Adam: The Endless Blockade - Perfection
To me, this noise track on the Endless Blockade's most recent masterpiece, Primitive, is the first thing I think of when I think transience. The actual noise section of "Perfection" is book-ended by two eerie and nebulous samples, one an apparent radio transmission and the other an awkward conversation on religion. In between this comes a relatively brief burst of harsh noise with the gruffer of the two vocalists spouting off about Man's interpretation and understanding of a higher power in something much more intellectual than standard, punk credo of "NO GOD NO MASTERS" or "FUCK GOD." Ending on the line "Man understands divinity like a dog understands electricity," the song quickly flows back into the aforementioned conversation before fading out into oblivion.
Chris: Orchid - …and the Cat Turned to Smoke
Not to be too much of a downer, but in my life, the most transient things have been people. They kind of flit in and out of my life before fading out, for whatever reason. While not everyone is like this, certainly a fair amount of people I meet only are in my life for a seemingly short period of time, whether as friends or acquaintances, lovers or enemies. Screamo legend Orchid’s “…and the Cat Turned to Smoke” lyrically captures the transience of such relationships well. The song opens with the lines, “ we smiled and said,/ ‘I’ll see you this summer’”/-but we knew it was over.”; another romantic relationship has gone and died silently. On a more sonic level, the song transitions from Orchid’s trademark aural clusterfuck sound to more melancholic dirges, finally ending with violins fading to a dull hum. Life goes on.
Bitsy: Rites Of Spring - Patience
I know little to nothing about transience involved with music theory, but I do know of one band that could easily be pinned to the idea of a short-lived music career. Rites Of Spring, a post hardcore group, reigning just for two short years in the mid 1980s, had a pretty sizable impact among the D.C. hardcore punk scene. Putting out only one studio album (self-titled), one EP, and one compilation during their two active years, the band was around just long enough to make some waves within their genre. Their career quickly fizzled out as the members dispersed, pursuing other interests. All history lessons aside, to better signify the whole transient theme revolving around Rites Of Spring, I chose the shortest track off of their compilation, End on End. A brief song from a band that ended as quickly as it formed— “Patience” is a good sampling of Rites Of Spring.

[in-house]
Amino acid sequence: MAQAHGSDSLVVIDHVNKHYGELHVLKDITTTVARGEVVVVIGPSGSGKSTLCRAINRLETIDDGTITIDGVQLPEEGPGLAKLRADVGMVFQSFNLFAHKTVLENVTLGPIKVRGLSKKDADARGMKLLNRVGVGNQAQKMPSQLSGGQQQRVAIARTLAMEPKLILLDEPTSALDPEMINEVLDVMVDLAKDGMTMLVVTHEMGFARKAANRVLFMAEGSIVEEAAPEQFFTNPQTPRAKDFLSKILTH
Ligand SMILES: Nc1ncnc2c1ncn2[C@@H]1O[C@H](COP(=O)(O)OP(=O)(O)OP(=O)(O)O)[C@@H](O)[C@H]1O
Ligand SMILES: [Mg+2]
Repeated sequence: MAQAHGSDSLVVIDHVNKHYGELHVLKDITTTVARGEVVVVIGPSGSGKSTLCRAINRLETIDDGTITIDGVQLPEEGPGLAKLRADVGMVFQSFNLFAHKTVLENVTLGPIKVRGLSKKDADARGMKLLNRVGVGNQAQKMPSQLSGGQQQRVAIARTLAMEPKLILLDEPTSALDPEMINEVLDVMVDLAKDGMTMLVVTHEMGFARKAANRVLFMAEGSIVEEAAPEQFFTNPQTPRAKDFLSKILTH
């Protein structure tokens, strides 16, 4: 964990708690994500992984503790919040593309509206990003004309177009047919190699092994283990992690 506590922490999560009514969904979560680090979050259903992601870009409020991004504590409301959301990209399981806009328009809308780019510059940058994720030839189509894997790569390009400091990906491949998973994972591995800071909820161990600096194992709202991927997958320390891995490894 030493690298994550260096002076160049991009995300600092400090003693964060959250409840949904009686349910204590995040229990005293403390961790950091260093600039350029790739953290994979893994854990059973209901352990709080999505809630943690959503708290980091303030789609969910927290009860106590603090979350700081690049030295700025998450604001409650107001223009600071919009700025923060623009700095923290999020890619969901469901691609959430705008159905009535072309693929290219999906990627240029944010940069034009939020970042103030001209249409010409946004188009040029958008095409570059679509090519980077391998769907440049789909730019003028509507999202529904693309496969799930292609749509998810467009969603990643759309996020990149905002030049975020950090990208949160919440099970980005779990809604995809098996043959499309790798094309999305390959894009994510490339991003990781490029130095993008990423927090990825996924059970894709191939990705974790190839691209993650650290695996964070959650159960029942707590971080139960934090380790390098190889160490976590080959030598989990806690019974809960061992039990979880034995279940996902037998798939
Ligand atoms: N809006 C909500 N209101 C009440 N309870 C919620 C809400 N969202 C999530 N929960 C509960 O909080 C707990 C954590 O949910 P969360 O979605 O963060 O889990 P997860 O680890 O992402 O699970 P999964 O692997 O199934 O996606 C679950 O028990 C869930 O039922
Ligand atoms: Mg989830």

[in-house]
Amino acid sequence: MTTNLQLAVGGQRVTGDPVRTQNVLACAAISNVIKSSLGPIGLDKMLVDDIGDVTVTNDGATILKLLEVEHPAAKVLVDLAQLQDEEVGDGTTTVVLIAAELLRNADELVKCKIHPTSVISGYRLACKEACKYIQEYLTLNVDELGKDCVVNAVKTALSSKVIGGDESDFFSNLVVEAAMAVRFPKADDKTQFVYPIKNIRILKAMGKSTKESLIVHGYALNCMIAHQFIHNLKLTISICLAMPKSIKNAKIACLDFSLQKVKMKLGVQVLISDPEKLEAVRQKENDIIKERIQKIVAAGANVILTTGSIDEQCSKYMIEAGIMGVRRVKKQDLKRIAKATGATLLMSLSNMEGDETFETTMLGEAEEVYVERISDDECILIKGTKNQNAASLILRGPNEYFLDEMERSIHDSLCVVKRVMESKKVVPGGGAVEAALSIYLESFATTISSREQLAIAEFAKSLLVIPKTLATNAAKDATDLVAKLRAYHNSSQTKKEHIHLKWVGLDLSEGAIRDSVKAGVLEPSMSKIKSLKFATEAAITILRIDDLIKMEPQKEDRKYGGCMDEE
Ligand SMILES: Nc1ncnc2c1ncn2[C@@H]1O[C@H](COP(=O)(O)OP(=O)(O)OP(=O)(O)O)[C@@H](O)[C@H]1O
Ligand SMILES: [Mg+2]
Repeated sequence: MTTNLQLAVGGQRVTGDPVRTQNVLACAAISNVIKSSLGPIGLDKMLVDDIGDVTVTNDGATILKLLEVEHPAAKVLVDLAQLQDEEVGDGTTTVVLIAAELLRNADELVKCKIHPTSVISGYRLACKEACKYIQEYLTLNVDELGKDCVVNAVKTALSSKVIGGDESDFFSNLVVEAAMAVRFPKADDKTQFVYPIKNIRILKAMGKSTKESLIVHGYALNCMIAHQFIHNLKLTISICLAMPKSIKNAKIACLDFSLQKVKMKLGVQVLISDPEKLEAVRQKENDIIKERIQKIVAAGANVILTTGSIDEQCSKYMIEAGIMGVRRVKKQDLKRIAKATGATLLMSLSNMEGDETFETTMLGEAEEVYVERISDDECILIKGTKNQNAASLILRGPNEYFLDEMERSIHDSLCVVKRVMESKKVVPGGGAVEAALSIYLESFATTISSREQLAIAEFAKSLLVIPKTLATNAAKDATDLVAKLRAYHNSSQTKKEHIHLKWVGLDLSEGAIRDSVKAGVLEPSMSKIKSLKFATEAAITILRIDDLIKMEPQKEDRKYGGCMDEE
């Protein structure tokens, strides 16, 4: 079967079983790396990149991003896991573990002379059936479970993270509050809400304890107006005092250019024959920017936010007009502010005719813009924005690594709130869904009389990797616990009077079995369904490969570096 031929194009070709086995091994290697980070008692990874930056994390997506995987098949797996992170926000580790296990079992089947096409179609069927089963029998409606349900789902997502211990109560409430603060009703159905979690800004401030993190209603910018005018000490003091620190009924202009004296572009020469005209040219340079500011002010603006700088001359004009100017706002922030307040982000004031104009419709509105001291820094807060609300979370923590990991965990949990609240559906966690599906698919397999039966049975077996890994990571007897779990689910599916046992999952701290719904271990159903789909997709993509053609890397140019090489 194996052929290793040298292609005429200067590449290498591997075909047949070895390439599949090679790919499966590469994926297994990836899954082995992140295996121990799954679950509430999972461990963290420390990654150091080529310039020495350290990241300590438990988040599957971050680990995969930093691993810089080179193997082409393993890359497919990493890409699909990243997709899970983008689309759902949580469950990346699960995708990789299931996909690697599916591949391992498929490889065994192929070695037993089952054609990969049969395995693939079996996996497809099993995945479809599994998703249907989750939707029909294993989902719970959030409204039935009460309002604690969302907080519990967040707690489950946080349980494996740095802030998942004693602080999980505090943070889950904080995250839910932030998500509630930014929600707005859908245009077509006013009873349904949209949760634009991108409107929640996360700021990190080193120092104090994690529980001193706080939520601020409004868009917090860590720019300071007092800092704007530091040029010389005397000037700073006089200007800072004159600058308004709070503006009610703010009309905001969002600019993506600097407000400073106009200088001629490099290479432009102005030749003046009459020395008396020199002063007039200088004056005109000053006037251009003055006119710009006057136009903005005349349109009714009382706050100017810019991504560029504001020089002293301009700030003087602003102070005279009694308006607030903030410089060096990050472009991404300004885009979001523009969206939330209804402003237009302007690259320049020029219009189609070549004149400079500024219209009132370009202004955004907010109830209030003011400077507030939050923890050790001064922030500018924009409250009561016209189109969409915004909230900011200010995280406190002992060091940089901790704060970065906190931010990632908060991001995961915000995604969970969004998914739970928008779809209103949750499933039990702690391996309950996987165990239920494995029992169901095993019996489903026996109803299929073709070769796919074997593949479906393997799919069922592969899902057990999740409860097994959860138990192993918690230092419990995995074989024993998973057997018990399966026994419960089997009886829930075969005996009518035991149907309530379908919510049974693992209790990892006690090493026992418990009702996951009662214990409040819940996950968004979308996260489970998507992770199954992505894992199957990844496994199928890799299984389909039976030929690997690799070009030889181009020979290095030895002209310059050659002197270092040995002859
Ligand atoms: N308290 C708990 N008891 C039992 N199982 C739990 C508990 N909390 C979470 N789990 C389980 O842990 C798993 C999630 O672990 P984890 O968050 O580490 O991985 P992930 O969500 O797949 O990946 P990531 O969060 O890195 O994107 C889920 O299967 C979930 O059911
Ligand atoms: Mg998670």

Tyler: Rosa – Starch and Carbohydrates
It took forever for me to land on "Starch and Carbohydrates," as my own topic reduced to me to shuffling my Zune towards the end of the week, hoping for something that was better than merely ‘unsettling’. Acoustic-punkers Rosa made one album in 2003, I, Mississippi, You, then broke up. Transience embodied (That link is basically the only page about them this side of a fan Myspace). "Starch and Carbohydrates" is a ragged little thumper of a tune, uncertain and unpolished, and it ends perfectly for this mixtape. Start ain’t bad, either, considering this alternate definition.
Though we may understand what Portal is getting at with its main chorus: "just when the circle's drawn, just then the circle's gone." It's the subtle interactions between the lyrics and harmonies of this song that really present a deep and positive view on transience and impermanence. Through these layers and interactions we understand that just as the circle's gone, a new one is drawn, this is best exemplified through lyrics such as:
I am winter dormant in my solitude
You are spring alive and with new growth